16 Jan 2015, 00:00
Ruby Russell

Merkel's capacity market scepticism seen as signal in reform debate

Energy experts say the German chancellor's secpticism over extensive payments to conventional power plants as back-up for renewables sends a strong signal that capacity markets may not be on the cards in the upcoming power market reform. But utilities remain optimistic that politicians will ultimately warm to the idea.

Speaking at a reception of the German Renewable Energy Federation (BEE) on 14 January, Angela Merkel said she shared the renewable energy industry’s scepticism over capacity markets and that comprehensive subsidies to fossil-fuel burning power stations were not the solution to fluctuating power supply from renewable sources.

“All the studies commissioned by the energy ministry show that capacity markets are not necessary for the time being and would give the wrong signal while we still have overcapacity in the power market,” Claudia Kemfert of the German Institute for Economic Research (DIW) told the Clean Energy Wire. “Merkel has given an important signal that she shares this scepticism.”

Capacity markets of various forms are among the proposals on the table to ensure that Germany has sufficient capacity to keep the grid stable as renewables – which are dependent on the weather – make up an ever-greater share of German power generation.

Capacity markets would put a price on conventional power stations being available for times of energy scarcity, and are seen by many as a way of subsidising fossil fuel power.

Felix Matthes of the Öko-Institut – whose proposal for a focused capacity market that would favour greener and more efficient power stations is discussed in a government green paper  with options published in October – said the debate was still open and “power play” between the utilities and civil servants in the energy ministry who are opposed to any capacity mechanism could be expected in the coming weeks.

“The space left for a rational capacity mechanism [between those two positions] is very narrow,” he added, but said that energy minister and vice-chancellor Sigmar Gabriel seemed as yet undecided.

The German Federal Network Agency currently keeps some fossil fuel capacity on standby for times of scarcity. Kemfert said she believed this stability reserve would continue to be needed for the time being and should be extended when the new energy market design is agreed next year.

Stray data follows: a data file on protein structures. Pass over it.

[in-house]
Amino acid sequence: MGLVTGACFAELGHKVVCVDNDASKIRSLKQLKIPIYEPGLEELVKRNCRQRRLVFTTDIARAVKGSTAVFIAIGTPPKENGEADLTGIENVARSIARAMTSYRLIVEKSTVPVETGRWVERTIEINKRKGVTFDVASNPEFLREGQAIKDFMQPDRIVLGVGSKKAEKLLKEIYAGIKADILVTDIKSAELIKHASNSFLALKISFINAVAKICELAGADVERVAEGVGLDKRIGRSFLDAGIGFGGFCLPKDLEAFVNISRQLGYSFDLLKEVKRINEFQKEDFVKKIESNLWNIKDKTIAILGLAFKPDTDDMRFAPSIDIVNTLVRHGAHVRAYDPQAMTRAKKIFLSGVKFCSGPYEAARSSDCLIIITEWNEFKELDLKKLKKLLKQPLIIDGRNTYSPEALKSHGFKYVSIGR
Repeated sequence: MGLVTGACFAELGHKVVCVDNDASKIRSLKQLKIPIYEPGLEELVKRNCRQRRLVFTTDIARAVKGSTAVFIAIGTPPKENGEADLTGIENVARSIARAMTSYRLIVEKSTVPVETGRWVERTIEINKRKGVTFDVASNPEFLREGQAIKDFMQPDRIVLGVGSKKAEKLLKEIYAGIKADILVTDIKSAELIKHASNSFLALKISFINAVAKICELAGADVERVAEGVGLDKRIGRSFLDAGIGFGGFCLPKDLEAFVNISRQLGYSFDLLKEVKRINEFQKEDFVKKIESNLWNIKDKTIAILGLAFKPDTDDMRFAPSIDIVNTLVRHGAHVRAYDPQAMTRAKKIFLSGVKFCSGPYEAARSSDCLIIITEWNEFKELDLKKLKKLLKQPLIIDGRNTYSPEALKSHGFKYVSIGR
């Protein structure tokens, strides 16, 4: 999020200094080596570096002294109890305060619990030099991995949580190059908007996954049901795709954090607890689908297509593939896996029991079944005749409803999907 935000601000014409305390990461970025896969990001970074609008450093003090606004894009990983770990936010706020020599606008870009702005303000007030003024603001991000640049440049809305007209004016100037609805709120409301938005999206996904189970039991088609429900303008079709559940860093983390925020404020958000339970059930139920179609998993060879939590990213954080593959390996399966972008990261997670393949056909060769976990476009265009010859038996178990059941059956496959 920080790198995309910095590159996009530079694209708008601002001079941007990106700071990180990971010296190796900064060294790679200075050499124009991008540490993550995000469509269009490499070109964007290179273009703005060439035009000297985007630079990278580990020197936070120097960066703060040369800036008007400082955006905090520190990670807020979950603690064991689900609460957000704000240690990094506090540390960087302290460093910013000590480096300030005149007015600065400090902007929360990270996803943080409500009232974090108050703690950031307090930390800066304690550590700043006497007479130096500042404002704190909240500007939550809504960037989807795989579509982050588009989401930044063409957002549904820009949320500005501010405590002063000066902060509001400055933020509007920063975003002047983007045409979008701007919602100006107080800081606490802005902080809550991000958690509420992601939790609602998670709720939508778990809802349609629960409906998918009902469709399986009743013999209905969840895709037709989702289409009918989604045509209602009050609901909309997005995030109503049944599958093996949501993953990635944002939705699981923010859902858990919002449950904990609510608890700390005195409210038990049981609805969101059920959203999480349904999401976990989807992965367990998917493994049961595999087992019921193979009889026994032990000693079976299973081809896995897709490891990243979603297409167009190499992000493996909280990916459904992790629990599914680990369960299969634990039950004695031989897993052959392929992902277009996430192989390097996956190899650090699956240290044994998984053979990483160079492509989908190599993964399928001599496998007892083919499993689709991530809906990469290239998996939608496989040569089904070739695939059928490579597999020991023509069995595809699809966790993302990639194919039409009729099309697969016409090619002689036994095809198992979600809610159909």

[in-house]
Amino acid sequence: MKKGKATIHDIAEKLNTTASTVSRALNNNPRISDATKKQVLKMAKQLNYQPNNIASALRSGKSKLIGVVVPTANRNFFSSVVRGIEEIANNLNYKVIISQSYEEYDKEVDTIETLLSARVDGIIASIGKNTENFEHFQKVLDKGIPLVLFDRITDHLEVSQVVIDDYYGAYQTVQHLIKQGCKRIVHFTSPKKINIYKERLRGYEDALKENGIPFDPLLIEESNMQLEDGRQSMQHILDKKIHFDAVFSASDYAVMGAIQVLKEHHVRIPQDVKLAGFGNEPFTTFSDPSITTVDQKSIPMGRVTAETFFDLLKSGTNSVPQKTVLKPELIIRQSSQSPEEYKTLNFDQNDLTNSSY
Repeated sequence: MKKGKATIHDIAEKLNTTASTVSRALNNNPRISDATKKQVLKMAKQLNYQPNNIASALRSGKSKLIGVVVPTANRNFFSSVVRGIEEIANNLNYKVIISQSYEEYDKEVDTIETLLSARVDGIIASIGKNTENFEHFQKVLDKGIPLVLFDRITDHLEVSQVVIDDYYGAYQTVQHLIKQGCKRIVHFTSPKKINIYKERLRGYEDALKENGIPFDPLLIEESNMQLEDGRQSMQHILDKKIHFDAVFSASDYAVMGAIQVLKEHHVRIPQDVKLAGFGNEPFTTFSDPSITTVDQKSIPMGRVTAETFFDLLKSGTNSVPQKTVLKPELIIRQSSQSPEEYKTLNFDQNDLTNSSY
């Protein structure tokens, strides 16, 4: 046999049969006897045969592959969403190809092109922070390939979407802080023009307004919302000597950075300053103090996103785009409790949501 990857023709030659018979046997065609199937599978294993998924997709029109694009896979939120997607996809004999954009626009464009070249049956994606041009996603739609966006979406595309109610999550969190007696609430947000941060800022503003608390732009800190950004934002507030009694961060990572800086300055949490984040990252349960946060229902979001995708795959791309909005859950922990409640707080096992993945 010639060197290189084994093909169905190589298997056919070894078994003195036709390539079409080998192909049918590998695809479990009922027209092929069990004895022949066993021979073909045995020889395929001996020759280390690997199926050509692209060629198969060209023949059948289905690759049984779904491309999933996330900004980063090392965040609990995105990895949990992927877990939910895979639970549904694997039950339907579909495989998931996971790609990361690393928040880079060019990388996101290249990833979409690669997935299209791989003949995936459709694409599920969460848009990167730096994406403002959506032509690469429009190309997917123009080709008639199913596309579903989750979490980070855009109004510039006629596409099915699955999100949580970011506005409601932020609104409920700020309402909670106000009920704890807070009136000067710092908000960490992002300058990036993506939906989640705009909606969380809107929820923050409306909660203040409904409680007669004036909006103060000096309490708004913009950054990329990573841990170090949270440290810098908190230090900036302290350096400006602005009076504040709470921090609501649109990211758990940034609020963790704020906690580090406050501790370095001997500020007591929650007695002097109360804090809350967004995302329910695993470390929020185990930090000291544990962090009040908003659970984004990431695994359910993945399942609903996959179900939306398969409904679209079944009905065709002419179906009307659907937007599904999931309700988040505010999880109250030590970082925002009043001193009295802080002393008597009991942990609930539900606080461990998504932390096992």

But the German Association of Local Utilities (VKU) said that a capacity mechanism would be more effective at ensuring that supply meets demand. “We agree that any capacity mechanism has to be carefully designed but we also believe that a market-based mechanism is preferable to a state-ordered reserve.”

In an email to the Clean Energy Wire, the VKU added that “the discussion is now under way and we are confident that we will overcome the scepticism in regard to our model of a ‘decentralised capacity market,” referring to a proposal put forward jointly by the VKU and the German Association of Energy and Water Industries (BDEW), which would require power providers to purchase capacity certificates to cover future demand.

Approached by the Clean Energy Wire, the BDEW declined to respond to Merkel’s comments but reiterated its support for a decentralised capacity market.

In an interview with the Kölnische Rundschau on 13 January, RWE Power CEO Matthias Hartung also expressed his backing for this model, saying he believed the “the realisation that we need a capacity market will prevail politically.”

“Conventional power plants are the backbone of the energy revolution,” Hartung told the newspaper. “Even if they do not run they stand as a reserve, ready in case the sun does not shine and the wind does not blow.”

The renewables industry meanwhile interpreted the chancellor's comments as clear support for their position. "Merkel shares her personal doubts about the capacity market with energy minister Sigmar Gabriel and the BWE," Hermann Albers, president of the German Wind Energy Association (BWE) told the Clean Energy Wire.

A white paper on the future design of the power market is expected in spring of this year.

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